• gait;
  • osteoarthritis;
  • compensation;
  • knee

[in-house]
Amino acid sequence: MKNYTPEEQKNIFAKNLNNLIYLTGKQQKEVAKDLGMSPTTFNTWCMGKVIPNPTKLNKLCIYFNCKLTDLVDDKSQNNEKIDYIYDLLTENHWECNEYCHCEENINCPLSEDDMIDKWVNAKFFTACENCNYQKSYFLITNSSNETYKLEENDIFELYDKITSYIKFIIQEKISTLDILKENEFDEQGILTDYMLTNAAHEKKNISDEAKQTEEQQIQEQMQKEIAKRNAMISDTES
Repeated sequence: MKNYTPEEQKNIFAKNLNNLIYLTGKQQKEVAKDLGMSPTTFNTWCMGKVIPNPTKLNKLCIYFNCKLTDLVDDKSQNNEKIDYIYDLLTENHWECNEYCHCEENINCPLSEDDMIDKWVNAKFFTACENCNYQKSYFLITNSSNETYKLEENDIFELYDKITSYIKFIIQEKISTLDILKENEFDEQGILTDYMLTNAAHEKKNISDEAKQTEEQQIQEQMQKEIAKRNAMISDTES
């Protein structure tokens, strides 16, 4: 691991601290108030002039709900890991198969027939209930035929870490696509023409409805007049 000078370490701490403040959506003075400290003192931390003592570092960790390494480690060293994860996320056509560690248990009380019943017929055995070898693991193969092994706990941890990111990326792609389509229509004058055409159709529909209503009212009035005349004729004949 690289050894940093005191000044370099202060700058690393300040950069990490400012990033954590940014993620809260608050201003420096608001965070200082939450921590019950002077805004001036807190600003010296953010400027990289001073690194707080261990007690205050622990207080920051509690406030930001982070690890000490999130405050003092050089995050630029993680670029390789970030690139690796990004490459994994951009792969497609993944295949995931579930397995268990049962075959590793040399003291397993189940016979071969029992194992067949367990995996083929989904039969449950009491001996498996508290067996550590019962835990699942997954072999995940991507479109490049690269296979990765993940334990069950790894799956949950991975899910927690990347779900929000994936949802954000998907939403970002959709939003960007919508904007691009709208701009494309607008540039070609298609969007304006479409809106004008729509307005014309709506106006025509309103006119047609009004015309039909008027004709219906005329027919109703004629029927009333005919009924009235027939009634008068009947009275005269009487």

The purpose of this study was to examine interlimb differences in gait kinematics and kinetics in patients with symptomatic medial knee OA. The main objective was to identify hip joint movement strategies that might lower the knee adduction moment and also compensate for decreased knee flexion during weight acceptance. Gait analysis was performed on 32 patients with moderate medial compartment knee OA. Kinetic and kinematic data were calculated and side-to-side comparisons made. Radiographs were used to identify frontal plane alignment. No interlimb difference in the peak knee adduction moment was found (p = 0.512), whereas a greatly reduced hip adduction moment was seen on the involved side (p < 0.001) during the early part of stance. The involved limb flexed significantly less and hip and knee flexion moments were smaller compared to the uninvolved side. Gait adaptations involving a lateral sway of the trunk may successfully lead to relatively lower ipsilateral knee adduction moments, and would further be reflected by a lower adduction moment at the hip. Subjects did not compensate for less knee flexion by any dynamic means, and likely experience a resulting higher joint impact. These gait adaptations may have implications with respect to development of weakness of the ipsilateral hip musculature and progression of multiarticular OA. © 2008 Orthopaedic Research Society. Published by Wiley Periodicals, Inc. J Orthop Res 27:78–83, 2009